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GEORGE WASHINGTON, HEDGEHOG EXTRAORDINAIRE

George Washington, a hedgehog?


You bet.


You've heard the old adage, "The fox knows many little things, but the hedgehog knows One Big Thing." This ancient Greek aphorism, preserved in a fragment from the poet Archilochus, was fleshed out by British philosopher Isaiah Berlin, who once described the different perspectives that political leaders bring to management of world affairs, as the difference between the hedgehog and the fox: The hedgehog knows One Big Thing, and the fox knows many little things.


George Washington was the archetypical hedgehog.  And The One Big Thing he knew, was that democracy resided in the hearts of Americans.  Every time his fellow officers in the Continental Army tried to make him king, he resisted.  In the post-wars, when he lived in retirement on his Mount Vernon plantation, and the new nation was struggling with a myriad of setbacks, there were a number of educated and well-meaning people who called on Washington to step up and declare himself king, and thus be in a position to restore order to the nation.  Again, he wouldn't hear of it.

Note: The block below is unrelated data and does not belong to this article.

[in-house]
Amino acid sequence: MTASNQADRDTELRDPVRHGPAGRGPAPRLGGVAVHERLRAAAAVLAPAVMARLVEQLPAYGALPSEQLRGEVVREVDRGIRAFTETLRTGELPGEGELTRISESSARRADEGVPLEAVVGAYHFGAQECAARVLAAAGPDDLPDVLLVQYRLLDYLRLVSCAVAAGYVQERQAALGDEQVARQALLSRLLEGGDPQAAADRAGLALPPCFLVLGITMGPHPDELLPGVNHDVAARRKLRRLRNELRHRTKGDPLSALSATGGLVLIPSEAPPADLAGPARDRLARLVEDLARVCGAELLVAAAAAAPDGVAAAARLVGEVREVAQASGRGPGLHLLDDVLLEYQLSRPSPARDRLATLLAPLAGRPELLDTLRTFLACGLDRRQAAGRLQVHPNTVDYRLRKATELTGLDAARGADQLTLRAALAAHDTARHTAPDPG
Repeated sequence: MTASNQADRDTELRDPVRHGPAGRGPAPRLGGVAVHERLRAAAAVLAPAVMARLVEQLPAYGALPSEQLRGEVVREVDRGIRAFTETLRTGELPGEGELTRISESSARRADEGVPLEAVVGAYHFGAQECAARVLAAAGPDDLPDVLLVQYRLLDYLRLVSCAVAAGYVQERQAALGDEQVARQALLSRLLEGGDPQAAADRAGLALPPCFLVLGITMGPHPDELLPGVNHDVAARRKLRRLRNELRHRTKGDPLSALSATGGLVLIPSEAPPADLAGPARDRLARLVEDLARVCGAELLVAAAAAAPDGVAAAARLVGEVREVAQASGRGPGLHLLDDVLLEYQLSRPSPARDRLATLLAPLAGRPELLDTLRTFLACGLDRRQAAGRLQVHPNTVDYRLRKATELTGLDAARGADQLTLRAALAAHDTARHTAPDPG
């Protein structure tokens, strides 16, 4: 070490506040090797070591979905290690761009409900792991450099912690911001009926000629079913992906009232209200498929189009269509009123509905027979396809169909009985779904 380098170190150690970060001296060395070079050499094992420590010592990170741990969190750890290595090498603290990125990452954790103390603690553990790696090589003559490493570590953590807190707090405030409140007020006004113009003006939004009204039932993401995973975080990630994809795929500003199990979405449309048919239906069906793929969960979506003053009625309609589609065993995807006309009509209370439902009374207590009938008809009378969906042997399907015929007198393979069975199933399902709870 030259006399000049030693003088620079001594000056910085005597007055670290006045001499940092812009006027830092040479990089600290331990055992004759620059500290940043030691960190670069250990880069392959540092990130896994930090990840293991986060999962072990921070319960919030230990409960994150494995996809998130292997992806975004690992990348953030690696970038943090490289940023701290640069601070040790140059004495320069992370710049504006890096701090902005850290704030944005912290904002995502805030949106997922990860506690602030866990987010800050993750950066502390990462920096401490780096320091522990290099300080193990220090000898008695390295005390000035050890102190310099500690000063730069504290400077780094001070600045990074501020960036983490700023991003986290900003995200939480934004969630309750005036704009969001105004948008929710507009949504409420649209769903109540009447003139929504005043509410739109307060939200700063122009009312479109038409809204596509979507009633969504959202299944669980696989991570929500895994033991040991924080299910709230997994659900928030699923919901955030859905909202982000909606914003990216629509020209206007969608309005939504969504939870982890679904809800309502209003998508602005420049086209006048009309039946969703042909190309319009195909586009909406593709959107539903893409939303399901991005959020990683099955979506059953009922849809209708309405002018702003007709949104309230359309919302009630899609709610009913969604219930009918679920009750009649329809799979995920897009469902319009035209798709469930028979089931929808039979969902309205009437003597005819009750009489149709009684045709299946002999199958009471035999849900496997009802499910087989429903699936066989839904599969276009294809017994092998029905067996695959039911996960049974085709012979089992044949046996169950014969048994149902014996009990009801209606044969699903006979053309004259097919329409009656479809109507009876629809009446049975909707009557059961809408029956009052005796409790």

Only with great reluctance, did he attend the Constitutional Convention, in Philadelphia.  And again, with great reluctance--after the Constitution was ratified--did he accept his election to the office of president.  As president, he knew that power was not vested in him personally,  but in the office of president. On top of that, he was very concerned with setting a good example for all future presidents to follow.  And he was very respectful of the leadership of elected officers in the House of Representatives, and in the U.S. Senate.  Despite pleas to continue in office, at the end of eight years, he left office and retired to his Mount Vernon planation.


George Washington, hedgehog extraordinaire, was exactly the kind of citizen the Founding Fathers had hoped our experiment in government would elect to office.  Honest, decent, unselfish, and respectful of the rights of his fellow citizens.


George Washington knew, as all great presidents have known, that the most important political office in the nation, is that of private citizen.


- END -     

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